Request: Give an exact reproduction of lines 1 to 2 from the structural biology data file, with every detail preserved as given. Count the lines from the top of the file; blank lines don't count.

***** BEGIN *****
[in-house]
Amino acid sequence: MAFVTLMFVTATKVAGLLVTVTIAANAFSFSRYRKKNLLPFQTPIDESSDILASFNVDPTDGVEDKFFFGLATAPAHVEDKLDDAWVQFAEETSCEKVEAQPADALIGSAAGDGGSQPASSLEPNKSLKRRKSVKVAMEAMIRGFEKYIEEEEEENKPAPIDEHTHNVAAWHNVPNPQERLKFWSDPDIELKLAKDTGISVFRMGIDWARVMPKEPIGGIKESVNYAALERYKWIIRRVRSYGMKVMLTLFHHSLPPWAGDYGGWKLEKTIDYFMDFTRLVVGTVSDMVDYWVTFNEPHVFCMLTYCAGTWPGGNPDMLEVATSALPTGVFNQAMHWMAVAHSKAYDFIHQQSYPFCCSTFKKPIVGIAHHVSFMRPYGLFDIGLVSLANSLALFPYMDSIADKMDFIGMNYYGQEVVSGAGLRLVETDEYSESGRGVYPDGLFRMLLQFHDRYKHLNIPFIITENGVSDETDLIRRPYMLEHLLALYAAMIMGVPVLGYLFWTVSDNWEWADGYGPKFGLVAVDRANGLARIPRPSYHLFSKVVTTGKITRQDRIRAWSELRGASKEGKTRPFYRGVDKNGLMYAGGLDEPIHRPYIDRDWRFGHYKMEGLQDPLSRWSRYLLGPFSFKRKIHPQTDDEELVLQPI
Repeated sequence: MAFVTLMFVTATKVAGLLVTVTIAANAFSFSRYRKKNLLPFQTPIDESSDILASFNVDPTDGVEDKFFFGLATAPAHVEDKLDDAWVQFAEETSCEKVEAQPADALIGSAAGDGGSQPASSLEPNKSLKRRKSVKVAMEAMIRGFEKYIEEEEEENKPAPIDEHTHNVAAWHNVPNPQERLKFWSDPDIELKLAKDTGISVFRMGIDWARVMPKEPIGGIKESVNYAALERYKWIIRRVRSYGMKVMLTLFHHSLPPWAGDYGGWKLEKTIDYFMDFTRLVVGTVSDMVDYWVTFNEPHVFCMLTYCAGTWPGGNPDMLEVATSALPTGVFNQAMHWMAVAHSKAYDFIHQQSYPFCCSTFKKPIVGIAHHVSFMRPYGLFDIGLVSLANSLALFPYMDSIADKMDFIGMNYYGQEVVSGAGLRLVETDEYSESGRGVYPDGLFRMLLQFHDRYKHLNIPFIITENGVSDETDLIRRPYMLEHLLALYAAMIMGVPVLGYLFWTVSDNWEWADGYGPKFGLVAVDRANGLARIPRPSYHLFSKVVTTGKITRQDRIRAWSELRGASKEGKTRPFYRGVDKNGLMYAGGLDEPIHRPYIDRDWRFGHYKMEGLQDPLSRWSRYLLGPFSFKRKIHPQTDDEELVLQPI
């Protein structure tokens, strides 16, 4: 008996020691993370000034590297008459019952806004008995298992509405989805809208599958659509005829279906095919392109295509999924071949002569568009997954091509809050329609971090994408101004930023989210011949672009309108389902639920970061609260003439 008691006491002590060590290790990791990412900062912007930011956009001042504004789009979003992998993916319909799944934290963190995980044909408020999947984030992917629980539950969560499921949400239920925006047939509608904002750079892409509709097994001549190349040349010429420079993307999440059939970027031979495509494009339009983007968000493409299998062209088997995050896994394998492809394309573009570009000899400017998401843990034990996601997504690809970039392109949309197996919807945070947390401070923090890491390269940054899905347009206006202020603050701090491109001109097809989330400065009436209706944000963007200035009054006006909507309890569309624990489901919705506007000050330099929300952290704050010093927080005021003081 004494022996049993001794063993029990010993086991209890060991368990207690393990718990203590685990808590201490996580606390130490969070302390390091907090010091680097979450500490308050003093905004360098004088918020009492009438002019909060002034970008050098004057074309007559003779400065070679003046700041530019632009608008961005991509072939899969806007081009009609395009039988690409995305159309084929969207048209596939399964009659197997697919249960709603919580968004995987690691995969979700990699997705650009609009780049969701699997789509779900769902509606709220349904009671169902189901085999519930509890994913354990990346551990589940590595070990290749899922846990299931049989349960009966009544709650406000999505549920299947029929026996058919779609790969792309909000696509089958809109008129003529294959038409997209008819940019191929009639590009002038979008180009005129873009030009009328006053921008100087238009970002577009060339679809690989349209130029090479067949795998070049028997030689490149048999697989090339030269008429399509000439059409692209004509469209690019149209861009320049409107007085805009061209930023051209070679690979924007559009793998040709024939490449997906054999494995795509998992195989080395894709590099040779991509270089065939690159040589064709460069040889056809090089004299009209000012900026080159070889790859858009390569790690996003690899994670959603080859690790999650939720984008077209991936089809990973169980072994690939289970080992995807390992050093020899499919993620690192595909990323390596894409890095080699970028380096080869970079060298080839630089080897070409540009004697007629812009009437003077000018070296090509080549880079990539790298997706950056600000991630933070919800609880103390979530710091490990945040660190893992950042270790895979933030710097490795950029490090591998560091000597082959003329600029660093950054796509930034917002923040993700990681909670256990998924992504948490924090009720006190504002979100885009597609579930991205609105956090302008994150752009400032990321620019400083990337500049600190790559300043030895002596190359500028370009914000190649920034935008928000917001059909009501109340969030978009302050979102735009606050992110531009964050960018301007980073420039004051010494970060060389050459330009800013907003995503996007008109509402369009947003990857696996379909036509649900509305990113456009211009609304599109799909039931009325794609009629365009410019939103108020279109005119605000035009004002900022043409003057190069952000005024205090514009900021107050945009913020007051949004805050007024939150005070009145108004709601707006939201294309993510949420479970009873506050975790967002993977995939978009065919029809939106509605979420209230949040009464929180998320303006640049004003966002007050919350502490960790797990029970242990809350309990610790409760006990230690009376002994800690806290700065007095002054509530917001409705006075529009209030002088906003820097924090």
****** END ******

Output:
[in-house]
Amino acid sequence: MAFVTLMFVTATKVAGLLVTVTIAANAFSFSRYRKKNLLPFQTPIDESSDILASFNVDPTDGVEDKFFFGLATAPAHVEDKLDDAWVQFAEETSCEKVEAQPADALIGSAAGDGGSQPASSLEPNKSLKRRKSVKVAMEAMIRGFEKYIEEEEEENKPAPIDEHTHNVAAWHNVPNPQERLKFWSDPDIELKLAKDTGISVFRMGIDWARVMPKEPIGGIKESVNYAALERYKWIIRRVRSYGMKVMLTLFHHSLPPWAGDYGGWKLEKTIDYFMDFTRLVVGTVSDMVDYWVTFNEPHVFCMLTYCAGTWPGGNPDMLEVATSALPTGVFNQAMHWMAVAHSKAYDFIHQQSYPFCCSTFKKPIVGIAHHVSFMRPYGLFDIGLVSLANSLALFPYMDSIADKMDFIGMNYYGQEVVSGAGLRLVETDEYSESGRGVYPDGLFRMLLQFHDRYKHLNIPFIITENGVSDETDLIRRPYMLEHLLALYAAMIMGVPVLGYLFWTVSDNWEWADGYGPKFGLVAVDRANGLARIPRPSYHLFSKVVTTGKITRQDRIRAWSELRGASKEGKTRPFYRGVDKNGLMYAGGLDEPIHRPYIDRDWRFGHYKMEGLQDPLSRWSRYLLGPFSFKRKIHPQTDDEELVLQPI